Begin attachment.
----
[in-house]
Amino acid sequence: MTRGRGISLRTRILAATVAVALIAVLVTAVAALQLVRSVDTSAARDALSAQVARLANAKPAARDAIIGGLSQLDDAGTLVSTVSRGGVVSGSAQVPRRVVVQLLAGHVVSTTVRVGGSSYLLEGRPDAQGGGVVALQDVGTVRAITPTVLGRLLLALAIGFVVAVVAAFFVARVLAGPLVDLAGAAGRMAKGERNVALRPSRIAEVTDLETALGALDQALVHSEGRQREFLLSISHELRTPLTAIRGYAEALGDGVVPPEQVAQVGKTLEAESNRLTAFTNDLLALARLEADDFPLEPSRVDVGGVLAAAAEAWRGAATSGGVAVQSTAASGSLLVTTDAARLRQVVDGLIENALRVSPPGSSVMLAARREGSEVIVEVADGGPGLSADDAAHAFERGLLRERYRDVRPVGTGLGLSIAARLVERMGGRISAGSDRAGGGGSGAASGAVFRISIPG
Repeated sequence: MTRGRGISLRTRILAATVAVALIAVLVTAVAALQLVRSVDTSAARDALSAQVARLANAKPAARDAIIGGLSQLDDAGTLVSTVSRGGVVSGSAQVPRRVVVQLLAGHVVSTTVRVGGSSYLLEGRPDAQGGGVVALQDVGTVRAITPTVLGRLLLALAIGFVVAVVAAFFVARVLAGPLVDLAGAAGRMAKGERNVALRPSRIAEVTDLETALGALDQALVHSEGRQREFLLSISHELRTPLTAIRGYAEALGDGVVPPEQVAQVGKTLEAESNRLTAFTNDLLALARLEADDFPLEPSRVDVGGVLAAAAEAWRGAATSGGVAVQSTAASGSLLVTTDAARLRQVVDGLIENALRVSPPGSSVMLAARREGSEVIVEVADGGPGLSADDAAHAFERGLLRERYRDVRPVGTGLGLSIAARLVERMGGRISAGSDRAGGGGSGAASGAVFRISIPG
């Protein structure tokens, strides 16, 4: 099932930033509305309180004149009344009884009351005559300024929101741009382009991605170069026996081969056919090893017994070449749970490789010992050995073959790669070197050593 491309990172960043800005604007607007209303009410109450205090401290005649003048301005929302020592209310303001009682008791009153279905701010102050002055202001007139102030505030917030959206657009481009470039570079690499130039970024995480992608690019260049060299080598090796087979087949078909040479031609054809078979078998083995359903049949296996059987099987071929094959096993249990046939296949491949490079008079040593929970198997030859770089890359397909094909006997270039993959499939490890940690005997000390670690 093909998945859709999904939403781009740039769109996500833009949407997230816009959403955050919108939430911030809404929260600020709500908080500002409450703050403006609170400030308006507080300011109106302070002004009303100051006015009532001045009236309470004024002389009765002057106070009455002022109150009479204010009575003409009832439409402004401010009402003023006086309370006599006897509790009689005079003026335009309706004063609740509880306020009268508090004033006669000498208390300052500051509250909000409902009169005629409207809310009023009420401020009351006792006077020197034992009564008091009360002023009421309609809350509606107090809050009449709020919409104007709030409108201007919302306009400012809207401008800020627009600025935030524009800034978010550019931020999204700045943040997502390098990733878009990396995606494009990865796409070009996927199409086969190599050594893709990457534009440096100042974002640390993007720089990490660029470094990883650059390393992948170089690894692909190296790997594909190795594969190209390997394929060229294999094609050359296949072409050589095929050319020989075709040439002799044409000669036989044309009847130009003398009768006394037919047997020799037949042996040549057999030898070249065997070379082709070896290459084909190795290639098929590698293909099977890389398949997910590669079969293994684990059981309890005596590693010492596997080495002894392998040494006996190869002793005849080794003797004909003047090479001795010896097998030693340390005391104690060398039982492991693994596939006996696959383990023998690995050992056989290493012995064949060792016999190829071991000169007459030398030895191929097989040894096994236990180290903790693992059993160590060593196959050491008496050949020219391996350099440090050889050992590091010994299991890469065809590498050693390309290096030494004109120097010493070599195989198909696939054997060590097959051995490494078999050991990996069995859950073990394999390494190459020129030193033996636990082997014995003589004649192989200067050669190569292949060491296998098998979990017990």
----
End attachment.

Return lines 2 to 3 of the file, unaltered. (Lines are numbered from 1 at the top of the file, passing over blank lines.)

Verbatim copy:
Amino acid sequence: MTRGRGISLRTRILAATVAVALIAVLVTAVAALQLVRSVDTSAARDALSAQVARLANAKPAARDAIIGGLSQLDDAGTLVSTVSRGGVVSGSAQVPRRVVVQLLAGHVVSTTVRVGGSSYLLEGRPDAQGGGVVALQDVGTVRAITPTVLGRLLLALAIGFVVAVVAAFFVARVLAGPLVDLAGAAGRMAKGERNVALRPSRIAEVTDLETALGALDQALVHSEGRQREFLLSISHELRTPLTAIRGYAEALGDGVVPPEQVAQVGKTLEAESNRLTAFTNDLLALARLEADDFPLEPSRVDVGGVLAAAAEAWRGAATSGGVAVQSTAASGSLLVTTDAARLRQVVDGLIENALRVSPPGSSVMLAARREGSEVIVEVADGGPGLSADDAAHAFERGLLRERYRDVRPVGTGLGLSIAARLVERMGGRISAGSDRAGGGGSGAASGAVFRISIPG
Repeated sequence: MTRGRGISLRTRILAATVAVALIAVLVTAVAALQLVRSVDTSAARDALSAQVARLANAKPAARDAIIGGLSQLDDAGTLVSTVSRGGVVSGSAQVPRRVVVQLLAGHVVSTTVRVGGSSYLLEGRPDAQGGGVVALQDVGTVRAITPTVLGRLLLALAIGFVVAVVAAFFVARVLAGPLVDLAGAAGRMAKGERNVALRPSRIAEVTDLETALGALDQALVHSEGRQREFLLSISHELRTPLTAIRGYAEALGDGVVPPEQVAQVGKTLEAESNRLTAFTNDLLALARLEADDFPLEPSRVDVGGVLAAAAEAWRGAATSGGVAVQSTAASGSLLVTTDAARLRQVVDGLIENALRVSPPGSSVMLAARREGSEVIVEVADGGPGLSADDAAHAFERGLLRERYRDVRPVGTGLGLSIAARLVERMGGRISAGSDRAGGGGSGAASGAVFRISIPG